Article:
(Reuters) - ‘Tis the season to charge it. Pay a little now, finance the rest with credit cards. If you’re like a lot of people, that might sound like a good deal for holiday shopping. “We spend more in this five-week week period than in the collective 47 weeks that lead up to it,” says credit expert John Ulzheimer.
Yet your option to pay the full amount that is due for the billing period -- the smart thing to do -- may not be the most prominent one displayed on your credit card statement. And when you go online to pay your bill, the minimum payment box might already be checked.
Even sophisticated consumers can fall into the minimum payment trap, according to Linda Salisbury, a Boston College professor who studied consumer behavior when paying credit card bills. She surveyed hundreds of people on the subject.
Using actual credit card payment data collected by British researchers as well as her own research, she says consumers appear to be drawn to paying less than they might have when they see a “minimum payment” amount on their bill.
Credit experts say you need to resist the draw to pay low and instead shell out for as much as you can afford in order to break the hold of card debt. That attraction to pay less, Salisbury says, has a greater impact on people who have the money to pay the bill, because they could afford to pay the full amount, but don‘t, and end up spending money on interest instead.
The impact of paying the minimum is significant. An example: If you have $10,000 in debt on card with a 10 percent interest rate and a bank that requires a minimum payment of 4 percent of the balance (initially $400 a month), it would take about 10 years to pay off that card if nothing more was charged. Increase your payment to $800 a month and it would take 14 months and save you nearly $2,000 in interest.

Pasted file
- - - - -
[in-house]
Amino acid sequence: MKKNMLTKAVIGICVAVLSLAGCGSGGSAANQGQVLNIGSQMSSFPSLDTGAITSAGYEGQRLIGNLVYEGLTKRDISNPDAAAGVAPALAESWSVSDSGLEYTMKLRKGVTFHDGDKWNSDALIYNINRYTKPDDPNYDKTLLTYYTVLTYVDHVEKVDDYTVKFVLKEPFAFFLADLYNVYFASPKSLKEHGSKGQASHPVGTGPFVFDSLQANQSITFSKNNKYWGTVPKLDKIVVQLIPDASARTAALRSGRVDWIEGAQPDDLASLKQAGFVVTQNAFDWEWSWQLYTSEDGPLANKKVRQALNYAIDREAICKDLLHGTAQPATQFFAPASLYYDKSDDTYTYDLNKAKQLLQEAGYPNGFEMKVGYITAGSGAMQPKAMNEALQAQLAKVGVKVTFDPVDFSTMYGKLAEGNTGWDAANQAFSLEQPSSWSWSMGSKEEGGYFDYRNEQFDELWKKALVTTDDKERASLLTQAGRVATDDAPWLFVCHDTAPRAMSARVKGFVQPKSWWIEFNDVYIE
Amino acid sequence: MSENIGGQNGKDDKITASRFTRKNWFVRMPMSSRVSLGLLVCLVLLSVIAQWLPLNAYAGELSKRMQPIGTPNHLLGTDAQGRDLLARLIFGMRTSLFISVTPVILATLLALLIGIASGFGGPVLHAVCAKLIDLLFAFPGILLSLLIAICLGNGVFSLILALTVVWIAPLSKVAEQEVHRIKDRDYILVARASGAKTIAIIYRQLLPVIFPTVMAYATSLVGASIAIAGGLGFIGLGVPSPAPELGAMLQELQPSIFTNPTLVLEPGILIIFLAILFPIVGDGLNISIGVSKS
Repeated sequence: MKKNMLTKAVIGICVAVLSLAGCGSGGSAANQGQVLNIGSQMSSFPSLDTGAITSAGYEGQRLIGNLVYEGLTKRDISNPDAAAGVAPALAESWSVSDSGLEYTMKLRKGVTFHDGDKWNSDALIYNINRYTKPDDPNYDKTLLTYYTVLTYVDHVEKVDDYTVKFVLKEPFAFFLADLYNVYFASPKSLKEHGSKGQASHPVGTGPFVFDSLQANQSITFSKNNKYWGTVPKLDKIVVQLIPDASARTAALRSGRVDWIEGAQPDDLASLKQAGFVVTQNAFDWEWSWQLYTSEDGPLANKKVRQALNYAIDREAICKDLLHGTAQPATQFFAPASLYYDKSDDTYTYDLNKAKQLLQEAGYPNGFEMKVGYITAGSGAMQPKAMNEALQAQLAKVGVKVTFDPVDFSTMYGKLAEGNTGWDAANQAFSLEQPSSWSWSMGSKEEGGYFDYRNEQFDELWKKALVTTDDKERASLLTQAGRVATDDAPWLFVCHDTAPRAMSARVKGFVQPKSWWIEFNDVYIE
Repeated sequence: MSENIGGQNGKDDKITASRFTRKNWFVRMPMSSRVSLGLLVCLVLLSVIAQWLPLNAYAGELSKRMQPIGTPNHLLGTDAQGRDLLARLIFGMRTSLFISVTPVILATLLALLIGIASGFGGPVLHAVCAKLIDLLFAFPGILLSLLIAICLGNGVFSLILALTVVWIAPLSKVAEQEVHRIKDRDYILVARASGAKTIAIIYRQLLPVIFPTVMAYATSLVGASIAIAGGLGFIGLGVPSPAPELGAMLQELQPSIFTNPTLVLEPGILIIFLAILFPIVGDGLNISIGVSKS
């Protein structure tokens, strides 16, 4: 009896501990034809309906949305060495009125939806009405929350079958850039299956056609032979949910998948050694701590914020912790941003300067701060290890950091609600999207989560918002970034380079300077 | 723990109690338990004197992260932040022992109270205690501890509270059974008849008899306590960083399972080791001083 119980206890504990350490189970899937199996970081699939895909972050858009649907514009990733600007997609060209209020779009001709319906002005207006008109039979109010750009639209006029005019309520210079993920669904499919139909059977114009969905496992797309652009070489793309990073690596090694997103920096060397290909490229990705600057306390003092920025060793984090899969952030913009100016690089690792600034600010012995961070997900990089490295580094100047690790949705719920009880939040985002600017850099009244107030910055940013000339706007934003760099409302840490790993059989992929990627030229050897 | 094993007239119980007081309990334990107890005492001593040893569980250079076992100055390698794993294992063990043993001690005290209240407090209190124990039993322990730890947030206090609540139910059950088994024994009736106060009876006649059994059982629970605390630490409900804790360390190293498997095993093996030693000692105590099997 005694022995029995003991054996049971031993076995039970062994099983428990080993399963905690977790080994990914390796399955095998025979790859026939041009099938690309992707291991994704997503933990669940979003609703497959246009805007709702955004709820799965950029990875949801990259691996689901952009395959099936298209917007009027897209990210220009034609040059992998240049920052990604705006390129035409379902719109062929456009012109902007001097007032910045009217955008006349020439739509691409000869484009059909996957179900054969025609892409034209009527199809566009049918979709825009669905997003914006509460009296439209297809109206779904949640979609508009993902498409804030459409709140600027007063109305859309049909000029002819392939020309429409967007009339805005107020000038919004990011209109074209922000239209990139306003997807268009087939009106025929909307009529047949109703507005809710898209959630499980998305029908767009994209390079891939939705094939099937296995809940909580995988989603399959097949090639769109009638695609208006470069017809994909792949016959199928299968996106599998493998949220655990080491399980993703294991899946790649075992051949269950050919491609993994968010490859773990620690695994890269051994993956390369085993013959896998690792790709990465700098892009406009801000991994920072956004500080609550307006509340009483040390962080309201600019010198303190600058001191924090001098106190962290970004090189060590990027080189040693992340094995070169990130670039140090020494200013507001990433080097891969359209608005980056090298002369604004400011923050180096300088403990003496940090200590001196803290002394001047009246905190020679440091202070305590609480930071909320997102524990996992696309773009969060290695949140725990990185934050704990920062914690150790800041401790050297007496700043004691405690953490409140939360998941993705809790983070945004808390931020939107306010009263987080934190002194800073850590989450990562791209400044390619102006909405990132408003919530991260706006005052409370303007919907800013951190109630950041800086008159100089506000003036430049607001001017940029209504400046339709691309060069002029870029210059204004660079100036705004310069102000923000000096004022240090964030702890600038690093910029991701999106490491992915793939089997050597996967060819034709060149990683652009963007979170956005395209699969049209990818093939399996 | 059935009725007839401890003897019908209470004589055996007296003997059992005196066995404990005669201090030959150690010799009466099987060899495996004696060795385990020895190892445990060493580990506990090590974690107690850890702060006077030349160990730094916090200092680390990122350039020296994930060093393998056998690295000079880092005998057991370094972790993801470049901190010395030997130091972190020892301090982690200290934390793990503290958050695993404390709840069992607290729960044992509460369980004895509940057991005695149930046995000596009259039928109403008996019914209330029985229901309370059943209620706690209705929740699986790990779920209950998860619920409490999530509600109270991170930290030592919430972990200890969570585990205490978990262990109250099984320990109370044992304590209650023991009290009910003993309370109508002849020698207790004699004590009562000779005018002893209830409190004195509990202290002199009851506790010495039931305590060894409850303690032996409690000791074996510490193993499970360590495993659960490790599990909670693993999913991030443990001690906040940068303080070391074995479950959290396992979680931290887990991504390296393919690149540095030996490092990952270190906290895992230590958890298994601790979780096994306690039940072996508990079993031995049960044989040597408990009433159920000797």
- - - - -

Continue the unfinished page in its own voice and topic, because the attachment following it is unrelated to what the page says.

That impact is even greater on those who accept the tempting store credit card offers being constantly dangled in front of them, with those cards typically carrying interest rates at 20 percent and higher.
New York City bankruptcy lawyer Daniel Gershburg says he sees the psychological pull to pay the minimum by clients all the time.
“They believe that because they’re making this tiny payment every month, they are above water, when, in actuality, they’re not,” he says. “It’s really a huge problem because consumers then spend so much more and pay so much more in interest because of this unrealistic sense of security that a minimum brings with it.”
You might think that the calculations on your statement showing how long it will take to pay off your credit card debt would motivate higher payments. But that hasn’t been the case, Salisbury says. “We were surprised that the additional cost and loan payoff information didn’t have a positive effect.”
The federal CARD Act, which took effect in 2010, is responsible for the disclosures we now see on credit card statements -- how long it will take to pay off a balance if you pay the minimum as well as how much you'd have to pay monthly to retire your debt in three years. There are also plenty of online calculators out there, such as what you can find on Bills.com, that let you change scenarios to see just how much a difference a bigger (or smaller) payment can make.
“Give it a try - the numbers can be scary,” says Bills.com president Ethan Ewing: “The minimum monthly payment is a costly way to pay down your balance, and can effectively lock you into a lifetime of debt.”
The Consumer Financial Protection Bureau says 70 percent of consumers surveyed say they have noticed new credit card disclosures on their bills. But fewer than one-third say this caused them to make bigger payments or stop charging up their cards.
A bit of good news for holiday shoppers with good credit who are intent on paying off their debt: A resurgence of card offers featuring introductory balance transfer interest rates that last a year or more (Citi is offering 21 months). Some of the offers are fee-free. Others charge up to 3 percent of the balance, that could be hefty -- $600 if you transfer
The author is a Reuters contributor. The opinions expressed are his own.
Editing by Lauren Young and Beth Gladstone